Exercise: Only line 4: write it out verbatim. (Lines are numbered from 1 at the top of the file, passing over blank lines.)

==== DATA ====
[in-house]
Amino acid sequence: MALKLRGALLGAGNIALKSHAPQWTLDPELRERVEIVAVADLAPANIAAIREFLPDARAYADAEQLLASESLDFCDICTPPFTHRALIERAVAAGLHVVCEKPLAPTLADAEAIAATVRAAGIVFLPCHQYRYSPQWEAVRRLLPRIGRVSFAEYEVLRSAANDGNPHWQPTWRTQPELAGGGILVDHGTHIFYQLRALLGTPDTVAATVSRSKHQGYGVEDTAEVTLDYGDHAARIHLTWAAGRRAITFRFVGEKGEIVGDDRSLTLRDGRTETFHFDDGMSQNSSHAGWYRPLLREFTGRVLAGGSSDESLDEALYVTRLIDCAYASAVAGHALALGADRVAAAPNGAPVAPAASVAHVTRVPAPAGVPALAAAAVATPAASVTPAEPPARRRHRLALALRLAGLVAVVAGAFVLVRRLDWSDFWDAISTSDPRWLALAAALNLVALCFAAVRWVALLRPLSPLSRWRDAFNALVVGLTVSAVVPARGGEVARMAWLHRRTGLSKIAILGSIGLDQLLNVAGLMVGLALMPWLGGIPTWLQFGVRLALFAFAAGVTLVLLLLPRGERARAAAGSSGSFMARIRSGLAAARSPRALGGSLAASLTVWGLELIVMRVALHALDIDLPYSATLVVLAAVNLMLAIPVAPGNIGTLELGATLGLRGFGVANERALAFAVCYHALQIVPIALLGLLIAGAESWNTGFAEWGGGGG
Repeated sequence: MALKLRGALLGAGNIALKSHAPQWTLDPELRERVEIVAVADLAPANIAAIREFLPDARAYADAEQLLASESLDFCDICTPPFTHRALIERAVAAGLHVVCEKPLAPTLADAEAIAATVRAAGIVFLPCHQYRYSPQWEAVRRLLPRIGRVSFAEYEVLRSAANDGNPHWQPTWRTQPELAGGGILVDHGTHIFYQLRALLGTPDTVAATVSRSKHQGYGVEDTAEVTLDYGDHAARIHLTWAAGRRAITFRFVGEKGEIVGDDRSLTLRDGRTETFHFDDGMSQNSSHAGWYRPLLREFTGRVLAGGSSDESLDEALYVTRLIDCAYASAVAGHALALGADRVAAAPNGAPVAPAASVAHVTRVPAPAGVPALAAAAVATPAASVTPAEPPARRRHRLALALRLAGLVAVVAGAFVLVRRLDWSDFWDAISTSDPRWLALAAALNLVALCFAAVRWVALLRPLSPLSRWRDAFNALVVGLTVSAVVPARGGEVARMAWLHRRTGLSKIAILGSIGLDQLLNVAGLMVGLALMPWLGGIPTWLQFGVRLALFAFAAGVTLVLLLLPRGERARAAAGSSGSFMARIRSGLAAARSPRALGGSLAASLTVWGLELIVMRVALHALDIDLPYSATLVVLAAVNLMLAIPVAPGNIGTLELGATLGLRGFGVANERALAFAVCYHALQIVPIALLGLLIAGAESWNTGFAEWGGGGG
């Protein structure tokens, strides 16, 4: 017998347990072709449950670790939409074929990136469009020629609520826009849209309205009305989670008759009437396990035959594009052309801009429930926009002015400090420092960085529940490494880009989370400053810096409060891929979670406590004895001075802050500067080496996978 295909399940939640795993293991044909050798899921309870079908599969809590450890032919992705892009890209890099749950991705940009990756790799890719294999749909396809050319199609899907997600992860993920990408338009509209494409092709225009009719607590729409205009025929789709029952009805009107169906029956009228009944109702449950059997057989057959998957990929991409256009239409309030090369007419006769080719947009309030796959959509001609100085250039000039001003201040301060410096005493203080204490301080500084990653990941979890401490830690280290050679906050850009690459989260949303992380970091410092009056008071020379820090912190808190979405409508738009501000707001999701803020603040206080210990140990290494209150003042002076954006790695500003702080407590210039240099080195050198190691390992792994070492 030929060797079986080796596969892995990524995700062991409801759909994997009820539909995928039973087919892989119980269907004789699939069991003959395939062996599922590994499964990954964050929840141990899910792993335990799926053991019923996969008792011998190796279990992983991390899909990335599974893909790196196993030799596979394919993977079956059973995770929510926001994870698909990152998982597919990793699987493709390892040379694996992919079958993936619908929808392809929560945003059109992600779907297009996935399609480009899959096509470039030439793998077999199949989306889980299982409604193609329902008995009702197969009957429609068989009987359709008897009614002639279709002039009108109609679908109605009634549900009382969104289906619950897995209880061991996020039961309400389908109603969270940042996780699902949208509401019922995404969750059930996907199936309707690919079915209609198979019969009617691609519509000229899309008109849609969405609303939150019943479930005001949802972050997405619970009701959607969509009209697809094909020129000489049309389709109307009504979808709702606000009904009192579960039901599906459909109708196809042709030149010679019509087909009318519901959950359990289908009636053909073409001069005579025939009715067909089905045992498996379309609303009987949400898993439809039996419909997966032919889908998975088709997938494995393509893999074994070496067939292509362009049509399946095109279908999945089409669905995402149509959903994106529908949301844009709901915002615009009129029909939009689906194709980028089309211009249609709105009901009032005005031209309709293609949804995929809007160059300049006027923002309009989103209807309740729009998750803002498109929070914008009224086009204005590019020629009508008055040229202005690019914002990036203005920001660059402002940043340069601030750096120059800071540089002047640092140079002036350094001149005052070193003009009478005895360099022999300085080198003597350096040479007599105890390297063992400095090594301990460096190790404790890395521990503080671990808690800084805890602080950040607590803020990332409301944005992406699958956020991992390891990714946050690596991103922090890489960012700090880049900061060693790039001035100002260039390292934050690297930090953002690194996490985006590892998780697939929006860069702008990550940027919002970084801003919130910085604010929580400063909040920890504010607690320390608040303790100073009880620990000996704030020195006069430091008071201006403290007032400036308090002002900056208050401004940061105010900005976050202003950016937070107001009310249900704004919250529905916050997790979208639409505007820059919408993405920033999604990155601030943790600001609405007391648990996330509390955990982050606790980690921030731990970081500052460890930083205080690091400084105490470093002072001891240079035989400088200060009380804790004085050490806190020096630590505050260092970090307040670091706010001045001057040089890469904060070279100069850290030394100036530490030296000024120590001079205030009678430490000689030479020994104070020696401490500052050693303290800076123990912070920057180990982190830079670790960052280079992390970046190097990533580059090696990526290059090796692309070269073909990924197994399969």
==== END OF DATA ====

């Protein structure tokens, strides 16, 4: 017998347990072709449950670790939409074929990136469009020629609520826009849209309205009305989670008759009437396990035959594009052309801009429930926009002015400090420092960085529940490494880009989370400053810096409060891929979670406590004895001075802050500067080496996978 295909399940939640795993293991044909050798899921309870079908599969809590450890032919992705892009890209890099749950991705940009990756790799890719294999749909396809050319199609899907997600992860993920990408338009509209494409092709225009009719607590729409205009025929789709029952009805009107169906029956009228009944109702449950059997057989057959998957990929991409256009239409309030090369007419006769080719947009309030796959959509001609100085250039000039001003201040301060410096005493203080204490301080500084990653990941979890401490830690280290050679906050850009690459989260949303992380970091410092009056008071020379820090912190808190979405409508738009501000707001999701803020603040206080210990140990290494209150003042002076954006790695500003702080407590210039240099080195050198190691390992792994070492 030929060797079986080796596969892995990524995700062991409801759909994997009820539909995928039973087919892989119980269907004789699939069991003959395939062996599922590994499964990954964050929840141990899910792993335990799926053991019923996969008792011998190796279990992983991390899909990335599974893909790196196993030799596979394919993977079956059973995770929510926001994870698909990152998982597919990793699987493709390892040379694996992919079958993936619908929808392809929560945003059109992600779907297009996935399609480009899959096509470039030439793998077999199949989306889980299982409604193609329902008995009702197969009957429609068989009987359709008897009614002639279709002039009108109609679908109605009634549900009382969104289906619950897995209880061991996020039961309400389908109603969270940042996780699902949208509401019922995404969750059930996907199936309707690919079915209609198979019969009617691609519509000229899309008109849609969405609303939150019943479930005001949802972050997405619970009701959607969509009209697809094909020129000489049309389709109307009504979808709702606000009904009192579960039901599906459909109708196809042709030149010679019509087909009318519901959950359990289908009636053909073409001069005579025939009715067909089905045992498996379309609303009987949400898993439809039996419909997966032919889908998975088709997938494995393509893999074994070496067939292509362009049509399946095109279908999945089409669905995402149509959903994106529908949301844009709901915002615009009129029909939009689906194709980028089309211009249609709105009901009032005005031209309709293609949804995929809007160059300049006027923002309009989103209807309740729009998750803002498109929070914008009224086009204005590019020629009508008055040229202005690019914002990036203005920001660059402002940043340069601030750096120059800071540089002047640092140079002036350094001149005052070193003009009478005895360099022999300085080198003597350096040479007599105890390297063992400095090594301990460096190790404790890395521990503080671990808690800084805890602080950040607590803020990332409301944005992406699958956020991992390891990714946050690596991103922090890489960012700090880049900061060693790039001035100002260039390292934050690297930090953002690194996490985006590892998780697939929006860069702008990550940027919002970084801003919130910085604010929580400063909040920890504010607690320390608040303790100073009880620990000996704030020195006069430091008071201006403290007032400036308090002002900056208050401004940061105010900005976050202003950016937070107001009310249900704004919250529905916050997790979208639409505007820059919408993405920033999604990155601030943790600001609405007391648990996330509390955990982050606790980690921030731990970081500052460890930083205080690091400084105490470093002072001891240079035989400088200060009380804790004085050490806190020096630590505050260092970090307040670091706010001045001057040089890469904060070279100069850290030394100036530490030296000024120590001079205030009678430490000689030479020994104070020696401490500052050693303290800076123990912070920057180990982190830079670790960052280079992390970046190097990533580059090696990526290059090796692309070269073909990924197994399969």